Moooi gives a platform to creatives to develop and produce their ideas. How do you look back on the collaboration?

GY: It was an easy and organic fit. We had a rich language to draw from, with all the designers and Moooi’s history.

LC: Also, it was quite a direct collaboration. There was no need for compromise nor things getting lost in translation.

GY: To have direct and concise feedback was also great as we immediately knew what would fit. It was the sort of creative collaboration we search for as there was a clear dialogue.

How did you develop the concept of the Lost Recordings?

GY: We were originally inspired by the Extinct Animals collection. We had the idea of translating this brand language to sound, as if we’d discovered an old field-recording from somebody who’d traveled to the Amazon in the 60’s. This idea evolved into a more human approach idea as we wanted to bring a narrative quality to these scenes devoid of people. We imagined crackly, confessional recordings that the audience “eavesdrops” on. This aural starting point then inspired the visuals. We created surreal, dream-like interiors from the Moooi collection to complete the full story. Each scene a moment of eavesdropping on a recording intended for someone else.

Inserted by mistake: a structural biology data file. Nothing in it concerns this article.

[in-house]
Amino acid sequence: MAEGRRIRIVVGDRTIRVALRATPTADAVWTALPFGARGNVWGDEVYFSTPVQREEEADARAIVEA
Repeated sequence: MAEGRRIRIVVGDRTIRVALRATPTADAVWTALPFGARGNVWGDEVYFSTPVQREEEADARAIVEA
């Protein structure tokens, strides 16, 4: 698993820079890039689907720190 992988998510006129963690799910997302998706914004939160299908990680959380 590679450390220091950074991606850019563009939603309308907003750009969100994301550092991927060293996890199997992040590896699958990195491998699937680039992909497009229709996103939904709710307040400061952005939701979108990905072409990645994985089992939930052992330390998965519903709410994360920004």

LC: The intimate quality of old analog recordings was interesting to us texturally and played an important role in how the stories unfolded.


What specific ‘Moooi’ element needed to be featured in ‘Lost Recordings’?

GY: Exploring on film the senses and tactile aspect of the Moooi collection. We seldom take in design up-close so film allows us to really channel ones focus on the details. Through light and framing we get really intimate with these design pieces.

LC: The beauty of a lot of Moooi pieces, combined with the surreal and playful edge also needed to be featured. It is such a unique character of the brand, something not many lifestyle brands have in them.

GY: We were also happily surprised with the openness to our ideas. At first we thought Moooi might be skeptical about the unusual way of presenting the designs…
LC: …turned out, this was not the case. It was actually encouraged!


In all that Moooi does, creates and envisions we contribute to ‘a life extraordinary’. What does a life extraordinary mean to you?

GY: Such a tricky question but if I was to say from my perspective.. It would mean to continue to have a life of artistic fulfillment, being inspired by my peers and the creative hemisphere.

LC: I think staying open to discovery and inspiration is something very important and special. Whether that inspiration comes from art or cinema or something completely unexpected. Seeing beauty or a strange story where it’s not expected and being able to be moved by that is something special.